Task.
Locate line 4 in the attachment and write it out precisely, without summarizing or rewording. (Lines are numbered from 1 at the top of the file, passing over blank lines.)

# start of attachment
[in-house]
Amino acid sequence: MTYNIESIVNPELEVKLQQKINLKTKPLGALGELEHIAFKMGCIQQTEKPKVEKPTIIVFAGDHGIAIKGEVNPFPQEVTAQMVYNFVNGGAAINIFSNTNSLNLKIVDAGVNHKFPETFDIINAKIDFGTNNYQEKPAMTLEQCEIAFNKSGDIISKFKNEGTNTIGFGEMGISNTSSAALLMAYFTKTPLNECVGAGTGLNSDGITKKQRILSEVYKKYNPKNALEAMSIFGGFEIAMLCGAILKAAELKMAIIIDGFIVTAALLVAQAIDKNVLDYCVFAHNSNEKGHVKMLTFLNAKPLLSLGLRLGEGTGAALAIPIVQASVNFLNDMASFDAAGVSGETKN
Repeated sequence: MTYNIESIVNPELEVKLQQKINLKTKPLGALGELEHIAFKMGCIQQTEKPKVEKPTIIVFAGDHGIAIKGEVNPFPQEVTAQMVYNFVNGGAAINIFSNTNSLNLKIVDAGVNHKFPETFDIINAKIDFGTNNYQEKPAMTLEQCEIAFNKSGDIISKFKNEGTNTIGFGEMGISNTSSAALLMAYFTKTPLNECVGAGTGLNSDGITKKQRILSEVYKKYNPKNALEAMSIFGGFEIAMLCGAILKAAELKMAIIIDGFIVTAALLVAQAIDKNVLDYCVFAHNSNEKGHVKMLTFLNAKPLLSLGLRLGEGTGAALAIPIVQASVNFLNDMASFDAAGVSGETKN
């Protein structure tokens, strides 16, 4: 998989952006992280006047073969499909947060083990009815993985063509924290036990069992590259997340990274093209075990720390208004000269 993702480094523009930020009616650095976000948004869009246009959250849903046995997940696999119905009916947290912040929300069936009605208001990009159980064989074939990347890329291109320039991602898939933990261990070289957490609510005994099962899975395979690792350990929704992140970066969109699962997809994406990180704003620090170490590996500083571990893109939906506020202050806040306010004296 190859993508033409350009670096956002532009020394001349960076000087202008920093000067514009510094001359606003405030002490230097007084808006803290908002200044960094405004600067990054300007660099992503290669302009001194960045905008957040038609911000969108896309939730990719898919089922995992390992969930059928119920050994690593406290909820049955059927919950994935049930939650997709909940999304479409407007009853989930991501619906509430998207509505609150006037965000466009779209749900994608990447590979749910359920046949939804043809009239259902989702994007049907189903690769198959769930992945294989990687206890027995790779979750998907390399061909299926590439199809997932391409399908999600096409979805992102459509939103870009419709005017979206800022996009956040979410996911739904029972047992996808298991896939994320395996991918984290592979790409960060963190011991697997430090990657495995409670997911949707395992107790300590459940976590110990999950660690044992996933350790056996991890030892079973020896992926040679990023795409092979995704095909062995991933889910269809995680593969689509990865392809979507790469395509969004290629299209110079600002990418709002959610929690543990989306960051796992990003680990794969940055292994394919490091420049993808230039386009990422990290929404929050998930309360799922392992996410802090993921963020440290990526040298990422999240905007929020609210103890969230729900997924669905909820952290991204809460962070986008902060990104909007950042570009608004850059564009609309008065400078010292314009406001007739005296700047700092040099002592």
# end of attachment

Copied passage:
């Protein structure tokens, strides 16, 4: 998989952006992280006047073969499909947060083990009815993985063509924290036990069992590259997340990274093209075990720390208004000269 993702480094523009930020009616650095976000948004869009246009959250849903046995997940696999119905009916947290912040929300069936009605208001990009159980064989074939990347890329291109320039991602898939933990261990070289957490609510005994099962899975395979690792350990929704992140970066969109699962997809994406990180704003620090170490590996500083571990893109939906506020202050806040306010004296 190859993508033409350009670096956002532009020394001349960076000087202008920093000067514009510094001359606003405030002490230097007084808006803290908002200044960094405004600067990054300007660099992503290669302009001194960045905008957040038609911000969108896309939730990719898919089922995992390992969930059928119920050994690593406290909820049955059927919950994935049930939650997709909940999304479409407007009853989930991501619906509430998207509505609150006037965000466009779209749900994608990447590979749910359920046949939804043809009239259902989702994007049907189903690769198959769930992945294989990687206890027995790779979750998907390399061909299926590439199809997932391409399908999600096409979805992102459509939103870009419709005017979206800022996009956040979410996911739904029972047992996808298991896939994320395996991918984290592979790409960060963190011991697997430090990657495995409670997911949707395992107790300590459940976590110990999950660690044992996933350790056996991890030892079973020896992926040679990023795409092979995704095909062995991933889910269809995680593969689509990865392809979507790469395509969004290629299209110079600002990418709002959610929690543990989306960051796992990003680990794969940055292994394919490091420049993808230039386009990422990290929404929050998930309360799922392992996410802090993921963020440290990526040298990422999240905007929020609210103890969230729900997924669905909820952290991204809460962070986008902060990104909007950042570009608004850059564009609309008065400078010292314009406001007739005296700047700092040099002592």